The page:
Tea of the Week: Den’s Tea’s Houjicha

Fallen leaves crunching under your boots, crisp breezes, and cozy evenings filled with candlelight mark a season worth savoring. While cinnamon or spiced flavored teas often come to mind this time of year, a woody Japanese Houjicha (a.k.a. Hojicha) is one of my favorite fall blends. There couldn’t be a brew more reminiscent of a golden autumn harvest.

Den’s Tea’s Houjicha tea bags contain a roasted green tea that’s strong on toasty, savory notes. This tea brews to a dark chocolate brown, almost like a lightly roasted coffee. But despite its looks, Houjicha is smooth and sweet, low in caffeine, and hardly bitter at all.

As the evenings get longer, Den’s Tea’s Houjicha is a comforting, full-flavored brew to cuddle up with. Throw a few of these delightfully wrapped tea bags in your travel bag or purse and you’ll have a delicious tea to enjoy in any beautiful fall setting. 

Tasting Notes for Den’s Tea’s Houjicha Pyramid Tea Bags:

BREWING TIPS:  190 degrees F for 30 seconds up to 2 minutes. I like a darker brew. This green tea can tolerate a higher temperature than unroasted, vegetal green teas.

THE BLEND:  A roasted Japanese green tea. Cut, twig-like tea leaves, in pyramid tea bags with a notched tag for easy placement on the edge of your teacup.

THE SCENT:  Smells of aged wood, dried leaves, and roasted chestnuts.

THE STEEP:  A clear, dark brew that looks like watered down coffee. Very smooth, mild, and sweet in a caramel-like way. Tastes like roasted nuts with full-bodied flavor and buttery, toasty notes.

GET IT:  At the Den’s Tea website or at well-stocked Japanese markets.

FOOD PAIRING:  This would be perfect with favorite autumn foods like pumpkin, pecan, or sweet potato pie. Also a delicious complement to Pumpkin DangoMaple Pumpkin Cupcakes or Pumpkin Butter Mochi. And since the tea is distinctly savory, it would be delicious with roasted vegetables (brussels sprouts!) or squash (butternut!) and even Thanksgiving turkey.

Pumpkin & Green Tea Dango

It’s been a long time since my last mochi post, so I decided to experiment with making dango this week. Also known as Japanese sweet rice dumplings, these soft and chewy rice balls are often made with water or even tofu as the binding ingredient.

With an open can of pumpkin purée staring back at me every time I opened my fridge, I decided to go for it…Pumpkin & Green Tea Dango with a Black Sesame Sauce–a recipe that sounds unique and looks peculiar, but tastes amazing!

If you are craving a mochi type of snack and don’t want a lot of mess and fuss, I’m highly convinced that dango are the way to go. Dango are commonly found in the beautiful pink, white, and green variation known as Hanami Dango.

With Halloween just around the corner, I went for orange, green, and black variation where the main flavors are pumpkin, green tea, and black sesame. These natural, wholesome ingredients are complex in texture and flavor–a fall inspired version of the traditional favorite, Goma (sesame) Dango.

I’m not sure if a 2 teaspoon measure exists out there, but this amount makes a perfectly sized dango dumpling. What’s great about these dumplings is that after you shape them, you can easily freeze the round dumplings for later. Simply boil a large pot of water, drop the dumplings in, and wait for them to float to the surface. A plunge into cold water and a quick skewering and you’re almost done!

This black sesame sauce takes just a minute to make. If you can’t find black sesame powder, you can take black sesame seeds and grind them down finely in a spice grinder. The sauce has a nutty, sweet, and slightly savory flavor, and the dumplings are naked (and not nearly as delicious) without it.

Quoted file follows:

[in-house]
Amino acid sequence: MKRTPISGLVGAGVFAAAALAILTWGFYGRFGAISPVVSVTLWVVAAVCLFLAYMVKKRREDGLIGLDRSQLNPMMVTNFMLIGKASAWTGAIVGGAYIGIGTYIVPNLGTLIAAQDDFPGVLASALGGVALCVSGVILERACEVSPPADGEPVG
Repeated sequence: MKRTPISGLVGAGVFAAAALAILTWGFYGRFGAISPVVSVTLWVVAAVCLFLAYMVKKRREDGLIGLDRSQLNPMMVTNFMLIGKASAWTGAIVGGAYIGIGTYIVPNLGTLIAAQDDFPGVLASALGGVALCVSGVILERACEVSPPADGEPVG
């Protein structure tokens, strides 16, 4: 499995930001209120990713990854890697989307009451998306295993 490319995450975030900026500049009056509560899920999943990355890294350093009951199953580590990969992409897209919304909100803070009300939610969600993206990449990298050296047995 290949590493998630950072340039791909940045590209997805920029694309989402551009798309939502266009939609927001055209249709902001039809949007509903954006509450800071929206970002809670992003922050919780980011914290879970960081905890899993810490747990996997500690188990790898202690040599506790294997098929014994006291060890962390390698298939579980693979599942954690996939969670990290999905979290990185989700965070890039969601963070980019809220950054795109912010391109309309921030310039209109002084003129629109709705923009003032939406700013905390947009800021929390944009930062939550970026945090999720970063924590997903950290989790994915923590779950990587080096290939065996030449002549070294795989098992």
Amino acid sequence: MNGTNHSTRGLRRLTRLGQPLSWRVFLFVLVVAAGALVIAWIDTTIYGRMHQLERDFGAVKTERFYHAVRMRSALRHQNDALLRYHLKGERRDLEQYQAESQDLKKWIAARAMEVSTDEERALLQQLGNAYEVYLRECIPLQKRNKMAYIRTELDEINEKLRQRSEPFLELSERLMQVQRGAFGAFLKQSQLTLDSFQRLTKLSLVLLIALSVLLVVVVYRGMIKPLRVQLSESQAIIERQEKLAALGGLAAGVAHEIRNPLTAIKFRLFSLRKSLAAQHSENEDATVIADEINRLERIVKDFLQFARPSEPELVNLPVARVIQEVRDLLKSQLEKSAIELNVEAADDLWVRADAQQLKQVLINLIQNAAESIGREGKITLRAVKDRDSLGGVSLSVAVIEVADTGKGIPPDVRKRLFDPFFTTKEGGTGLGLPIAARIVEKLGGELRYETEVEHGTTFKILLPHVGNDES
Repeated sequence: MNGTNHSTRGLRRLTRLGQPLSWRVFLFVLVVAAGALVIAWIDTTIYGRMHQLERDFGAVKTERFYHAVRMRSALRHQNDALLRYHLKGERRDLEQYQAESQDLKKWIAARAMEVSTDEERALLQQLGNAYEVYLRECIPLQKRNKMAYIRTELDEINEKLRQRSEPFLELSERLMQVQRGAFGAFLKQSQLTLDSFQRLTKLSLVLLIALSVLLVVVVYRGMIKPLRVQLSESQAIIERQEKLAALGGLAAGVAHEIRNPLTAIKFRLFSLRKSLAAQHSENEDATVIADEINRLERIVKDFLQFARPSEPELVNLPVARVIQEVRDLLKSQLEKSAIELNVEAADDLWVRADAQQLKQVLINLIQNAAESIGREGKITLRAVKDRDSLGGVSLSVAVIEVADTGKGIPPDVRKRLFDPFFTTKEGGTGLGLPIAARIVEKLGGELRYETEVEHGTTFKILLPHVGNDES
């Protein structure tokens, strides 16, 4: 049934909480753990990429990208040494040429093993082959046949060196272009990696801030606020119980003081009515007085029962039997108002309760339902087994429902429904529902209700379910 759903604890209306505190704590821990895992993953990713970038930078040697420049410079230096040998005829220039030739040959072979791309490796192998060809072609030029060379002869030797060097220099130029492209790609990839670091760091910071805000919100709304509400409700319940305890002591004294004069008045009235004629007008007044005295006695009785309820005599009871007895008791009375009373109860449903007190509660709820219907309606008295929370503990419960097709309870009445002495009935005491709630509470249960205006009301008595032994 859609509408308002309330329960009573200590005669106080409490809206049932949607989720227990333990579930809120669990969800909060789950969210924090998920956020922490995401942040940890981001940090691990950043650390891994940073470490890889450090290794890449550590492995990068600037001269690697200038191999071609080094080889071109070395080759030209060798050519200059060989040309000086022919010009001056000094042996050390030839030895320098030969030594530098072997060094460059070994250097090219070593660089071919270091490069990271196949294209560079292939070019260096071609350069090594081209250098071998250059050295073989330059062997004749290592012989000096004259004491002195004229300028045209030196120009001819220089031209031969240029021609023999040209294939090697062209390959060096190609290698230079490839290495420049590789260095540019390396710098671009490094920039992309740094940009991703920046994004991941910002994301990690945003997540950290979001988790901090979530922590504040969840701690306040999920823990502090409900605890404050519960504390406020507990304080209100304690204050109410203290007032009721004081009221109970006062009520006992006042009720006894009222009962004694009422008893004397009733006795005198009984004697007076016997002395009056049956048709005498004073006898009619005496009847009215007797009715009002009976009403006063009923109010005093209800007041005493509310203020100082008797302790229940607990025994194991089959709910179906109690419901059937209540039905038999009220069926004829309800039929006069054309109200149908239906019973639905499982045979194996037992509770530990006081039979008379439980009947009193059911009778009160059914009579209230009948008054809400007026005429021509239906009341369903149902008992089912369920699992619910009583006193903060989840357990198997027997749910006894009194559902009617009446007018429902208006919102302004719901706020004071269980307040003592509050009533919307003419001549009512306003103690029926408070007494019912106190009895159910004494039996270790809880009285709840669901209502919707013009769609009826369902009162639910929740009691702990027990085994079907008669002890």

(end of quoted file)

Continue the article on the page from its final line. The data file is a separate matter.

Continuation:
Instead of serving cupcakes, cookies, or candy to celebrate Halloween this year why not celebrate with Pumpkin Dango? A cup of toasty, twiggy (lots of stems!) Japanese Hojicha would pair perfectly with these beautiful skewers. There couldn’t be a better snack to celebrate autumn’s most delicious flavors.

Pumpkin & Green Tea Dango

Makes 9 skewers.


{Rice Dumplings}

1 cup +2 Tbsp glutinous rice flour

3 Tbsp sugar

3/4 cup pumpkin purée

2 tsp matcha powder, sifted

{Black Sesame Sauce}

1 cup black sesame powder

1/2 cup honey

3/4 cup hot water


2 large mixing bowls

tsp measure

large plate

large pot

slotted spoon

shallow medium bowl of ice water

9 skewers, 5 “or 6” is ideal

small mixing bowl


1.)  In a large bowl combine rice flour, sugar, and pumpkin. Knead until thoroughly incorporated. Divide dough in half, then place one of the halves in another large bowl and add the sifted matcha powder to it. Knead the green tea dough until it is throughly incorporated and has an even green color.

2.)  Use tsp measure to measure out 2 tsp balls of the rice dough. Use your hands to roll each ball until it is smooth, then park them on a large plate. Repeat this process with the green tea dough. You should end up with 28 balls (14 orange, 14 green).

3.)  Fill a large pot with water and bring to a full rolling boil. Boil the rice dumplings until they completely float on the surface of the water, mixing occasionally to prevent sticking. If the dumplings are at room temperature (not frozen) this will take 5-6 minutes. When the balls are floating, remove them from the hot water using a slotted spoon, then plunge them into the medium bowl of ice water.

4.)  When the balls have cooled, use a skewer to pierce through the center of 3 of the dumplings, leaving a 1/4″ allowance at the tip of the skewer. Repeat the process with all 9 skewers, then set the dango aside.

5.)  Combine the black sesame powder, honey, and hot water together in a small bowl. Plate the dango by spooning about 2 Tbsp of the black sesame sauce on a small plate, then place the pumpkin dango on top and serve.